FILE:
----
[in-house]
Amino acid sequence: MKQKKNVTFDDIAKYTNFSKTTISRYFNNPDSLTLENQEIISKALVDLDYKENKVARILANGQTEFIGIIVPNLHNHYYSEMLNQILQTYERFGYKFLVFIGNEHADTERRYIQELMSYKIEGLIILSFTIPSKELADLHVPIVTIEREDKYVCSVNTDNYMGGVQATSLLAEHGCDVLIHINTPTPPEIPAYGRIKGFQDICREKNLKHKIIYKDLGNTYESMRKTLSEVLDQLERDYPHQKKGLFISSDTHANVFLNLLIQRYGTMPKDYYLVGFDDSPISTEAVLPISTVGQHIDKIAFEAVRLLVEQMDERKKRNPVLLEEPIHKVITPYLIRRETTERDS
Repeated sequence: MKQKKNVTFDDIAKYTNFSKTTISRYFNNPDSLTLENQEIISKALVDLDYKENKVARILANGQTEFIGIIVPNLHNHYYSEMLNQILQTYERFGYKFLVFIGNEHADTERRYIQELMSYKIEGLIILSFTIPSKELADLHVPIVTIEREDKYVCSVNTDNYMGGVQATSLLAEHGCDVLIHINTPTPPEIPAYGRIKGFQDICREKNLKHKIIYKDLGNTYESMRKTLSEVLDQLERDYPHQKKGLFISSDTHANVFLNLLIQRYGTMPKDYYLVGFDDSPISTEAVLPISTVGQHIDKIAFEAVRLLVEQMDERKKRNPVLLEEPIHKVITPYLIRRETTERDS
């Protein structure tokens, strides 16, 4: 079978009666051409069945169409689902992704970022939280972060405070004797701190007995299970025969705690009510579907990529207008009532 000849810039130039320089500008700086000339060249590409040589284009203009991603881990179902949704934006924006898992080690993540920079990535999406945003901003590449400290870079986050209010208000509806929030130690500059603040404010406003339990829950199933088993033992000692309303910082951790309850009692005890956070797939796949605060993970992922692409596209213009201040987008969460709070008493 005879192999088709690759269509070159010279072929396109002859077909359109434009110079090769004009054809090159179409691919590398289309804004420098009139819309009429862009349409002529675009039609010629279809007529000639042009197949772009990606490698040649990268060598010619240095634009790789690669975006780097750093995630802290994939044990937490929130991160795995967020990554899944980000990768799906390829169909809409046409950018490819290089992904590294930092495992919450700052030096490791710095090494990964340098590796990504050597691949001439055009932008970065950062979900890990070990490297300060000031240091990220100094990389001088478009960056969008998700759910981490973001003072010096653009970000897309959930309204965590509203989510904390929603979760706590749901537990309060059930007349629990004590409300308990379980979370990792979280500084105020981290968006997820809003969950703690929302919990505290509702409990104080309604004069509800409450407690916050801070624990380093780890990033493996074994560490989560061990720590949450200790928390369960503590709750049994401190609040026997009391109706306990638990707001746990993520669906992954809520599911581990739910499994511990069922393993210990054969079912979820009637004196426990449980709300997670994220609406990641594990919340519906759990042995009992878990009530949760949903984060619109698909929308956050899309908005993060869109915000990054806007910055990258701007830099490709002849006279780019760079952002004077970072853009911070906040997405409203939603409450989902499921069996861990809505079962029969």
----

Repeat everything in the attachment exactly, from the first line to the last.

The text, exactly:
[in-house]
Amino acid sequence: MKQKKNVTFDDIAKYTNFSKTTISRYFNNPDSLTLENQEIISKALVDLDYKENKVARILANGQTEFIGIIVPNLHNHYYSEMLNQILQTYERFGYKFLVFIGNEHADTERRYIQELMSYKIEGLIILSFTIPSKELADLHVPIVTIEREDKYVCSVNTDNYMGGVQATSLLAEHGCDVLIHINTPTPPEIPAYGRIKGFQDICREKNLKHKIIYKDLGNTYESMRKTLSEVLDQLERDYPHQKKGLFISSDTHANVFLNLLIQRYGTMPKDYYLVGFDDSPISTEAVLPISTVGQHIDKIAFEAVRLLVEQMDERKKRNPVLLEEPIHKVITPYLIRRETTERDS
Repeated sequence: MKQKKNVTFDDIAKYTNFSKTTISRYFNNPDSLTLENQEIISKALVDLDYKENKVARILANGQTEFIGIIVPNLHNHYYSEMLNQILQTYERFGYKFLVFIGNEHADTERRYIQELMSYKIEGLIILSFTIPSKELADLHVPIVTIEREDKYVCSVNTDNYMGGVQATSLLAEHGCDVLIHINTPTPPEIPAYGRIKGFQDICREKNLKHKIIYKDLGNTYESMRKTLSEVLDQLERDYPHQKKGLFISSDTHANVFLNLLIQRYGTMPKDYYLVGFDDSPISTEAVLPISTVGQHIDKIAFEAVRLLVEQMDERKKRNPVLLEEPIHKVITPYLIRRETTERDS
């Protein structure tokens, strides 16, 4: 079978009666051409069945169409689902992704970022939280972060405070004797701190007995299970025969705690009510579907990529207008009532 000849810039130039320089500008700086000339060249590409040589284009203009991603881990179902949704934006924006898992080690993540920079990535999406945003901003590449400290870079986050209010208000509806929030130690500059603040404010406003339990829950199933088993033992000692309303910082951790309850009692005890956070797939796949605060993970992922692409596209213009201040987008969460709070008493 005879192999088709690759269509070159010279072929396109002859077909359109434009110079090769004009054809090159179409691919590398289309804004420098009139819309009429862009349409002529675009039609010629279809007529000639042009197949772009990606490698040649990268060598010619240095634009790789690669975006780097750093995630802290994939044990937490929130991160795995967020990554899944980000990768799906390829169909809409046409950018490819290089992904590294930092495992919450700052030096490791710095090494990964340098590796990504050597691949001439055009932008970065950062979900890990070990490297300060000031240091990220100094990389001088478009960056969008998700759910981490973001003072010096653009970000897309959930309204965590509203989510904390929603979760706590749901537990309060059930007349629990004590409300308990379980979370990792979280500084105020981290968006997820809003969950703690929302919990505290509702409990104080309604004069509800409450407690916050801070624990380093780890990033493996074994560490989560061990720590949450200790928390369960503590709750049994401190609040026997009391109706306990638990707001746990993520669906992954809520599911581990739910499994511990069922393993210990054969079912979820009637004196426990449980709300997670994220609406990641594990919340519906759990042995009992878990009530949760949903984060619109698909929308956050899309908005993060869109915000990054806007910055990258701007830099490709002849006279780019760079952002004077970072853009911070906040997405409203939603409450989902499921069996861990809505079962029969």